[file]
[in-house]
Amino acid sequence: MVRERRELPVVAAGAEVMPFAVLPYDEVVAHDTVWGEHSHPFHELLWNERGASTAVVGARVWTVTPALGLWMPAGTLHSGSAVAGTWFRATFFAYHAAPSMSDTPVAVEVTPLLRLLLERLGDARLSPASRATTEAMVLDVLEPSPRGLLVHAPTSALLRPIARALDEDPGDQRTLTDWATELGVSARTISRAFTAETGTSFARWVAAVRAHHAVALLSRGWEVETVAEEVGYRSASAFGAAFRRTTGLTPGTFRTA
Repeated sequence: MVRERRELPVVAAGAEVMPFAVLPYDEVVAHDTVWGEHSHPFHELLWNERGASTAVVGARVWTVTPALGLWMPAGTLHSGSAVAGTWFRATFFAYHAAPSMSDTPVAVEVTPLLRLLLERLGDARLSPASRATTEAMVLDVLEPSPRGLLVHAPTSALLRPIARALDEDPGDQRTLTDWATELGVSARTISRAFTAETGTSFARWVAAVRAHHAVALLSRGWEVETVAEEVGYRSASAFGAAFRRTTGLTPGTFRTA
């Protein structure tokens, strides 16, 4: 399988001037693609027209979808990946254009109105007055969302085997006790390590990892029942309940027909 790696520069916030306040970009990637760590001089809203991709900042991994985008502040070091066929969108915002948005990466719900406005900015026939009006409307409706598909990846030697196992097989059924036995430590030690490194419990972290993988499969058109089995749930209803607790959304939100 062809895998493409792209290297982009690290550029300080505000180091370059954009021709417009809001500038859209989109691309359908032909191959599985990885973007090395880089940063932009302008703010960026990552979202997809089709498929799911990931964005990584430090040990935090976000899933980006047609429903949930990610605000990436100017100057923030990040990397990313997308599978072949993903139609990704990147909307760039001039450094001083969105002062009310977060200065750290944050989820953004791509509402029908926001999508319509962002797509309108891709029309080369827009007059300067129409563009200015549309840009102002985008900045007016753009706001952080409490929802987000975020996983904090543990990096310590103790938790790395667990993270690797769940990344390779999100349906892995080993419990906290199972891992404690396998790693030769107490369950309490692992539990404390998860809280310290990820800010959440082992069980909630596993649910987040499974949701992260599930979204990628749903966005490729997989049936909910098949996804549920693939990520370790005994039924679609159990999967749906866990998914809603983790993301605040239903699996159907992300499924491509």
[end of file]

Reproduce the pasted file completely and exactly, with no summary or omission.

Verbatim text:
[in-house]
Amino acid sequence: MVRERRELPVVAAGAEVMPFAVLPYDEVVAHDTVWGEHSHPFHELLWNERGASTAVVGARVWTVTPALGLWMPAGTLHSGSAVAGTWFRATFFAYHAAPSMSDTPVAVEVTPLLRLLLERLGDARLSPASRATTEAMVLDVLEPSPRGLLVHAPTSALLRPIARALDEDPGDQRTLTDWATELGVSARTISRAFTAETGTSFARWVAAVRAHHAVALLSRGWEVETVAEEVGYRSASAFGAAFRRTTGLTPGTFRTA
Repeated sequence: MVRERRELPVVAAGAEVMPFAVLPYDEVVAHDTVWGEHSHPFHELLWNERGASTAVVGARVWTVTPALGLWMPAGTLHSGSAVAGTWFRATFFAYHAAPSMSDTPVAVEVTPLLRLLLERLGDARLSPASRATTEAMVLDVLEPSPRGLLVHAPTSALLRPIARALDEDPGDQRTLTDWATELGVSARTISRAFTAETGTSFARWVAAVRAHHAVALLSRGWEVETVAEEVGYRSASAFGAAFRRTTGLTPGTFRTA
């Protein structure tokens, strides 16, 4: 399988001037693609027209979808990946254009109105007055969302085997006790390590990892029942309940027909 790696520069916030306040970009990637760590001089809203991709900042991994985008502040070091066929969108915002948005990466719900406005900015026939009006409307409706598909990846030697196992097989059924036995430590030690490194419990972290993988499969058109089995749930209803607790959304939100 062809895998493409792209290297982009690290550029300080505000180091370059954009021709417009809001500038859209989109691309359908032909191959599985990885973007090395880089940063932009302008703010960026990552979202997809089709498929799911990931964005990584430090040990935090976000899933980006047609429903949930990610605000990436100017100057923030990040990397990313997308599978072949993903139609990704990147909307760039001039450094001083969105002062009310977060200065750290944050989820953004791509509402029908926001999508319509962002797509309108891709029309080369827009007059300067129409563009200015549309840009102002985008900045007016753009706001952080409490929802987000975020996983904090543990990096310590103790938790790395667990993270690797769940990344390779999100349906892995080993419990906290199972891992404690396998790693030769107490369950309490692992539990404390998860809280310290990820800010959440082992069980909630596993649910987040499974949701992260599930979204990628749903966005490729997989049936909910098949996804549920693939990520370790005994039924679609159990999967749906866990998914809603983790993301605040239903699996159907992300499924491509």